Lowering energy bills for Canadians across the country


On October 26, 2023, the Prime Minister announced a series of new measures to lower energy bills for Canadians, and to provide more time and new support to help Canadians to transition to cleaner, more affordable home heating options. These measures include:

  • Temporarily pausing the fuel charge on deliveries of heating oil in all provinces and territories where it currently applies, effective November 9, 2023;
  • Doubling the rural top-up for pollution pricing rebates (Climate Action Incentive payments) from 10 per cent to 20 per cent, with increased payments to rural residents starting in April 2024;
  • Making the average heat pump free for low- to median-income Canadians in provinces and territories that have agreed to support the delivery of enhanced federal heat pump grants; and,
  • Incentivizing the switch to heat pumps with $250 upfront payments for low- to median-income Canadians.

Pausing the Fuel Charge on Deliveries of Heating Oil

In order to provide more time and financial support for the roughly 1.1 million homes in Canada using home heating oil, to switch to heat pumps, the government announced that it proposes to temporarily pause the application of the fuel charge on deliveries of heating oil, in all jurisdictions where it currently applies, for a three-year period.

Heating oil costs and usage vary according to household size, the severity of cold weather, and whether a home is exclusively heated by oil or through a dual system. On average in Canada, a home that heats with oil will use 1,350 litres over a heating season. In Atlantic Canada, the average consumption can be up to 1,500 litres. Oil-heated homes in Canada can expect to spend $2,100 to $3,000 per year on heating fuel, not including the cost of the fuel charge on light fuel oil used for heating.

The federal government’s fuel charge pause will save the average Atlantic Canadian household, using 1,500 litres of home heating oil, about $261 this year.

Under the Greenhouse Gas Pollution Pricing Act (GGPPA), a registered distributor generally pays the fuel charge upon delivery to another person that is not a registered distributor. For 2023-24, the fuel charge applies to light fuel oil at a rate of $0.1738 per litre.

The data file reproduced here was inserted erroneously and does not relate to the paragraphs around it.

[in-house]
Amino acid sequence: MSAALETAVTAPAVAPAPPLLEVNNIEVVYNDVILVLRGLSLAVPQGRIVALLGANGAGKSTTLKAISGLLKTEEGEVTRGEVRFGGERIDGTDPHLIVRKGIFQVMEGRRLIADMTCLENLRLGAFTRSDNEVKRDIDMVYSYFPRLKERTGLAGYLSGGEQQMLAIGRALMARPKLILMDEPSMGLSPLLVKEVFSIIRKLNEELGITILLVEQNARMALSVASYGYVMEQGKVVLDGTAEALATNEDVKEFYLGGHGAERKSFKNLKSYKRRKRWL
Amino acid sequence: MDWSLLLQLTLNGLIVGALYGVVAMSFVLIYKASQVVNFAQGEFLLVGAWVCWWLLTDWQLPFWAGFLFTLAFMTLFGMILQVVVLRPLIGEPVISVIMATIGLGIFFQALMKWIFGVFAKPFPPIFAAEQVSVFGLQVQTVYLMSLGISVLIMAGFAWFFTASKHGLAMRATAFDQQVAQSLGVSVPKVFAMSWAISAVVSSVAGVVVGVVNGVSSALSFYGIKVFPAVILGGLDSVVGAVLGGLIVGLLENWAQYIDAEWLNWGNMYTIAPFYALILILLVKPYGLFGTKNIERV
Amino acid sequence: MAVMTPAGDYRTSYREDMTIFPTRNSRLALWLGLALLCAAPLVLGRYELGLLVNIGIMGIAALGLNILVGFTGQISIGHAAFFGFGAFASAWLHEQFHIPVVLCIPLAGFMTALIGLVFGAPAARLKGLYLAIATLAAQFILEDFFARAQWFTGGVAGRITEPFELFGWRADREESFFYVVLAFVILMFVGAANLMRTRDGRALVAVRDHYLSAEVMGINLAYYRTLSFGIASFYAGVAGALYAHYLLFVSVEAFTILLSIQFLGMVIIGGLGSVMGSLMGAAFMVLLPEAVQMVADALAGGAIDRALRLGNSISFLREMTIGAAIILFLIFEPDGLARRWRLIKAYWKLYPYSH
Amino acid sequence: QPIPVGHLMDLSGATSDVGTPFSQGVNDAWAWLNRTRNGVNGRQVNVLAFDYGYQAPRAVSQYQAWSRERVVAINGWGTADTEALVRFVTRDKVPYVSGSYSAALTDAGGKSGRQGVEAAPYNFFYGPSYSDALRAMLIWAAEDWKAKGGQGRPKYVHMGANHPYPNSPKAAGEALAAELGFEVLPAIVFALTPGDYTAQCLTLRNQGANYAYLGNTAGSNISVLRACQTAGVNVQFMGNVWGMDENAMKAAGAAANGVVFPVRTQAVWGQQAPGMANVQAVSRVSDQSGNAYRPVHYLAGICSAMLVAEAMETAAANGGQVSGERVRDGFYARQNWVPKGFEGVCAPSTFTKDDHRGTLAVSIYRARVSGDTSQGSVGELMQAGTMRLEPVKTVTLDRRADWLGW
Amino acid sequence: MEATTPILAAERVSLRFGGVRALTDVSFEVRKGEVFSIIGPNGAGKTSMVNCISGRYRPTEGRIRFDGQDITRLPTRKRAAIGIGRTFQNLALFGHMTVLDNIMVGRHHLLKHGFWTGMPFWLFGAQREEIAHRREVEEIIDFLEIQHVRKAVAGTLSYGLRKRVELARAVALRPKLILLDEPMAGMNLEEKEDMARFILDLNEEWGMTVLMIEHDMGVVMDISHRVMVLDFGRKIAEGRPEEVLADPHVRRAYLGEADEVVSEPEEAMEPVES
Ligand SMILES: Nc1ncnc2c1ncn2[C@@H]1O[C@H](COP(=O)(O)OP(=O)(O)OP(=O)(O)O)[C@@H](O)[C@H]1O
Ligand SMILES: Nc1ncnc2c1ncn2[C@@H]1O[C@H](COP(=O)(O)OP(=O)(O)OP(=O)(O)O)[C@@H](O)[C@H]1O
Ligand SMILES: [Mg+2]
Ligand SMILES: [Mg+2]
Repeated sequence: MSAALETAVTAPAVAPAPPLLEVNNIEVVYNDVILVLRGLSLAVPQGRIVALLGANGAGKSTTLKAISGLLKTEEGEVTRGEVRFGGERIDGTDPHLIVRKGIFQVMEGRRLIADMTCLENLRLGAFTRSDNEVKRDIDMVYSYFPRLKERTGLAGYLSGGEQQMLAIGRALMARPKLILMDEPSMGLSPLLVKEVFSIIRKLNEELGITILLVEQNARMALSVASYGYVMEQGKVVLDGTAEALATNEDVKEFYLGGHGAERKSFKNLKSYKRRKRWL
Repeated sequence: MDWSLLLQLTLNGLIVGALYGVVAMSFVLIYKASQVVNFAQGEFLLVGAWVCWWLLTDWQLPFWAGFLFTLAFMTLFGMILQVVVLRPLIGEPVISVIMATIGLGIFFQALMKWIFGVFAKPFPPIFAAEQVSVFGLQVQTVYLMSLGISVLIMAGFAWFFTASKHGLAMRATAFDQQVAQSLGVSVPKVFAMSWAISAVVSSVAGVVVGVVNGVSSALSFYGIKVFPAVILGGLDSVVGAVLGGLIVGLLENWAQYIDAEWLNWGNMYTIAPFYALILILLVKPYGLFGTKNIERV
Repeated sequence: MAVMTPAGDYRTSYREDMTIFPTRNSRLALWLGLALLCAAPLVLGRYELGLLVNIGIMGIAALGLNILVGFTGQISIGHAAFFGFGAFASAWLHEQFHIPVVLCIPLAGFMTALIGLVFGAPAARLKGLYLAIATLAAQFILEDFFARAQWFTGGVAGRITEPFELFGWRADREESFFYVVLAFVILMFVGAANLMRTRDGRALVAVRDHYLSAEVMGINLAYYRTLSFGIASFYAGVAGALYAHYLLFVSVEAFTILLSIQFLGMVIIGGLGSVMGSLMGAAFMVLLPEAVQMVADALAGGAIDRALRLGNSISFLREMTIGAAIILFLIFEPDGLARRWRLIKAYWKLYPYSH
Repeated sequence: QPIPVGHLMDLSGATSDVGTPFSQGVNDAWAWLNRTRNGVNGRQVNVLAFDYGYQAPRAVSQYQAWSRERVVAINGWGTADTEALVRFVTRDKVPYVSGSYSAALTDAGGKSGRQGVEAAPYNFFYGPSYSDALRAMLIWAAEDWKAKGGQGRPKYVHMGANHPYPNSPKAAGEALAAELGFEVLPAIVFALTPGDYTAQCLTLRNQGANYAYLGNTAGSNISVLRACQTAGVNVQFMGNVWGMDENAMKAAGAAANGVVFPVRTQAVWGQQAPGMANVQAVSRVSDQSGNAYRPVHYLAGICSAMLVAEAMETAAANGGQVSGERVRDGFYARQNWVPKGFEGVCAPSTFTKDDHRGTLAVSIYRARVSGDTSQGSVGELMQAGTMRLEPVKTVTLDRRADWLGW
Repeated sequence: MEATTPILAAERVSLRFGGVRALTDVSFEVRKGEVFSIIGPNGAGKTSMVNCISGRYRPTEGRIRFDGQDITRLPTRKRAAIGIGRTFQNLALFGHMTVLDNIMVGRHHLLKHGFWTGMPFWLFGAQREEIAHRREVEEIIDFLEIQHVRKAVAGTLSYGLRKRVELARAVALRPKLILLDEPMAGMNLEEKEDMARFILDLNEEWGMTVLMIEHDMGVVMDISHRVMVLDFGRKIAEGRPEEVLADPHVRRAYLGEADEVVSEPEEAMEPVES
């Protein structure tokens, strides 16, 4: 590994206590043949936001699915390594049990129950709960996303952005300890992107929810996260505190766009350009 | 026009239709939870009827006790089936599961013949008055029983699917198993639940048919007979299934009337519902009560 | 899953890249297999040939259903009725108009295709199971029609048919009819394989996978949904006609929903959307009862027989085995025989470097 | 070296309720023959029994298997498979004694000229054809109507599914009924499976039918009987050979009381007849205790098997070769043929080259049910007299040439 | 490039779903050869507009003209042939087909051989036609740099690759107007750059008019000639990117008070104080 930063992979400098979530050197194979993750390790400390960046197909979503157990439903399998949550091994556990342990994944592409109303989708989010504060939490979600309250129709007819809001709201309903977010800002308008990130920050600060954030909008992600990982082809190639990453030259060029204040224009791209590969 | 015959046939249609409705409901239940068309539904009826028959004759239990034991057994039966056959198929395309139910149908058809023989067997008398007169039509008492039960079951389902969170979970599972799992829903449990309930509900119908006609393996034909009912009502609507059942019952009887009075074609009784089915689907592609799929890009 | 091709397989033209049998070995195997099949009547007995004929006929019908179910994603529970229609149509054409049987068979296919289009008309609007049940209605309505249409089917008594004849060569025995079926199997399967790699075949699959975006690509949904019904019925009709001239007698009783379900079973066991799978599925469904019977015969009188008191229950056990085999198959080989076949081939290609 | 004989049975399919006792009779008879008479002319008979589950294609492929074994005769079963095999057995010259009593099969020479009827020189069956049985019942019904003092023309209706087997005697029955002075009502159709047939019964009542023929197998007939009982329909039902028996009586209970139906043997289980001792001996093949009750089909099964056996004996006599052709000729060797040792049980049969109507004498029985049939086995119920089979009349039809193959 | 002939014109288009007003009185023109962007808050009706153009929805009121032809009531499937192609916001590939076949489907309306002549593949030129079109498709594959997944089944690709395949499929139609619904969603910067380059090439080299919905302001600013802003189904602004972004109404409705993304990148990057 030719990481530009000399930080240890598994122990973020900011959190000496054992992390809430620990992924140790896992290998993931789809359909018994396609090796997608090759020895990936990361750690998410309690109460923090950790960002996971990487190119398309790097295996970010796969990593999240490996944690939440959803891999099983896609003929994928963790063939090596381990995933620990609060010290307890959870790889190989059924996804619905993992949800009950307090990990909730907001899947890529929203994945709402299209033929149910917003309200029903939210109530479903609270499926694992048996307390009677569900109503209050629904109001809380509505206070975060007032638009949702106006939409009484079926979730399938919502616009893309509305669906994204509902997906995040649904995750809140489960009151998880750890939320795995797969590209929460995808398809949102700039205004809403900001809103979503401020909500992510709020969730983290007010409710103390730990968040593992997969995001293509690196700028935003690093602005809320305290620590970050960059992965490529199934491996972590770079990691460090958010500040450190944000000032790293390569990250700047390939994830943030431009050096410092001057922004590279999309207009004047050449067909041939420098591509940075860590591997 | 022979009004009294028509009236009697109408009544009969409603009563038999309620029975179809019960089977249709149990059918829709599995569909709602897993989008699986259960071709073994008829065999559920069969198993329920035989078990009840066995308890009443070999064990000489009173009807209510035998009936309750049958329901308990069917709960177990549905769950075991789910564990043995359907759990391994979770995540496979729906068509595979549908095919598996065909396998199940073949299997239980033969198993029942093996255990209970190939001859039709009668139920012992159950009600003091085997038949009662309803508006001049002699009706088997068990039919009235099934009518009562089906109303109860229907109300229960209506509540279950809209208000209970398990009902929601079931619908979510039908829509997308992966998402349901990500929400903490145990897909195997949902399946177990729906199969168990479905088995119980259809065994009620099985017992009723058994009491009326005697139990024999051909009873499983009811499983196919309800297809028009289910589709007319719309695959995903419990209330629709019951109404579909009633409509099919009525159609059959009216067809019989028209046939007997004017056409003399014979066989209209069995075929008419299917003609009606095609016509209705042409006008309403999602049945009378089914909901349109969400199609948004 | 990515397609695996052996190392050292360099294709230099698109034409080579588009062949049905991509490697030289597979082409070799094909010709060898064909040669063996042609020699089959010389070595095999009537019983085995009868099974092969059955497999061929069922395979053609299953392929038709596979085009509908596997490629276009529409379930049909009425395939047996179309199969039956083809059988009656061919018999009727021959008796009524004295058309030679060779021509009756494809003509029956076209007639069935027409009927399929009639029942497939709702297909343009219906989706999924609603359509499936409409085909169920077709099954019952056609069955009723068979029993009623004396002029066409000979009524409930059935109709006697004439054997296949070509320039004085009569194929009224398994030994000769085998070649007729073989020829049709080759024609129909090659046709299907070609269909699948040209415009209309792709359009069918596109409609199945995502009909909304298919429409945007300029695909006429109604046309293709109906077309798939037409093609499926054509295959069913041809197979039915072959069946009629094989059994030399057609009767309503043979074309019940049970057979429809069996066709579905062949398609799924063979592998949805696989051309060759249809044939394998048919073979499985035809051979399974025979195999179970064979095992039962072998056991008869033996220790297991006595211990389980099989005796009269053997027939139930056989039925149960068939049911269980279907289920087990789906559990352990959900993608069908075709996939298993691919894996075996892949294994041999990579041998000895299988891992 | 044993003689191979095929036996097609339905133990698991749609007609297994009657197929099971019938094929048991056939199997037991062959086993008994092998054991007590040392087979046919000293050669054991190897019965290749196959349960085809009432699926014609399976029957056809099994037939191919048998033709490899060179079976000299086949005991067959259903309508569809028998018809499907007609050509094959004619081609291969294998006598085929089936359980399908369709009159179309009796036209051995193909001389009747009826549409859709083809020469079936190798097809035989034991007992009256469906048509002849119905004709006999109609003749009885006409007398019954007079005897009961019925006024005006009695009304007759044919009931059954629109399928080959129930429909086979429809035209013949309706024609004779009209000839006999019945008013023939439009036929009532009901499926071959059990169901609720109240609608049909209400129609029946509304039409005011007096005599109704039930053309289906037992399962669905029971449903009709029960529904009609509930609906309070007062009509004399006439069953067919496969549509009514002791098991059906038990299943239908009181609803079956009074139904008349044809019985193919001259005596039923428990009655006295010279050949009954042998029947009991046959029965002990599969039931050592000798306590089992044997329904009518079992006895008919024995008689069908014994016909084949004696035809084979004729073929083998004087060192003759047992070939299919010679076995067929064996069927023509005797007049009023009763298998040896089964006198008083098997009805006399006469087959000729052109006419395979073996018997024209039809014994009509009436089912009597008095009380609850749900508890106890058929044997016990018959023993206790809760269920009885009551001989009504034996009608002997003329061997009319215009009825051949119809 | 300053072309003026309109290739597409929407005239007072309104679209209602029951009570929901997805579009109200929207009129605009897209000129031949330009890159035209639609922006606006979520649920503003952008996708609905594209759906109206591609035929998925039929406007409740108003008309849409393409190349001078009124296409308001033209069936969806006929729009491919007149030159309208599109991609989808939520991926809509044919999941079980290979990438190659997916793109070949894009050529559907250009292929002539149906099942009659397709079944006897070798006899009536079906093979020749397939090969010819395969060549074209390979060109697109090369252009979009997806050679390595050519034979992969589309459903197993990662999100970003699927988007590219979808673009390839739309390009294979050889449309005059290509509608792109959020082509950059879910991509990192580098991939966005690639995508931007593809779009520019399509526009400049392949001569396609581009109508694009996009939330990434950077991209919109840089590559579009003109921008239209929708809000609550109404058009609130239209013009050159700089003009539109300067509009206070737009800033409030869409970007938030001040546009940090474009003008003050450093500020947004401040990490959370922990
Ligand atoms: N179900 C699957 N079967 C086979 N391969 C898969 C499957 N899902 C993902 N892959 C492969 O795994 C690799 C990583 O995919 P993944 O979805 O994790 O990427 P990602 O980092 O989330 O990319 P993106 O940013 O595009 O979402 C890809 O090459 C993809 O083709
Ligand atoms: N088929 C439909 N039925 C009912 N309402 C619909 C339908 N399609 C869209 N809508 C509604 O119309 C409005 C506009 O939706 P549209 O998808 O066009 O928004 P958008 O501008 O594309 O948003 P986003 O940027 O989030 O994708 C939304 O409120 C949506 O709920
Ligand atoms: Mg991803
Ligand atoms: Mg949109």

To implement the pause, the government intends that the fuel charge would not be payable by registered distributors on light fuel oil that is delivered exclusively for use in providing heat to a home, building or similar structure. This relief is currently proposed to apply in all provinces where the fuel charge applies until the end of 2026-27. The exemption will apply upfront without the need for an exemption certificate.

Specifically, it is proposed that no fuel charge be payable in respect of light fuel oil that is delivered by a registered distributor in respect of light fuel oil to a person if:

  • the light fuel oil is for use exclusively in eligible heating activities;
  • the person receiving delivery is not a registered distributor in respect of light fuel oil; and,
  • the fuel is delivered on or after November 9, 2023, and before April 1, 2027.

Eligible heating activities are proposed to mean the use of light fuel oil exclusively for providing heat to a home, building or similar structure, but not for generating heat in an industrial process, such as processes that involve removing moisture from goods.

It is also proposed that registration rules for registered distributors be expanded to include a person that carries on the business of selling, delivering, or distributing light fuel oil and, in the ordinary course of that business, delivers in a listed province light fuel oil that is for use in eligible heating activities.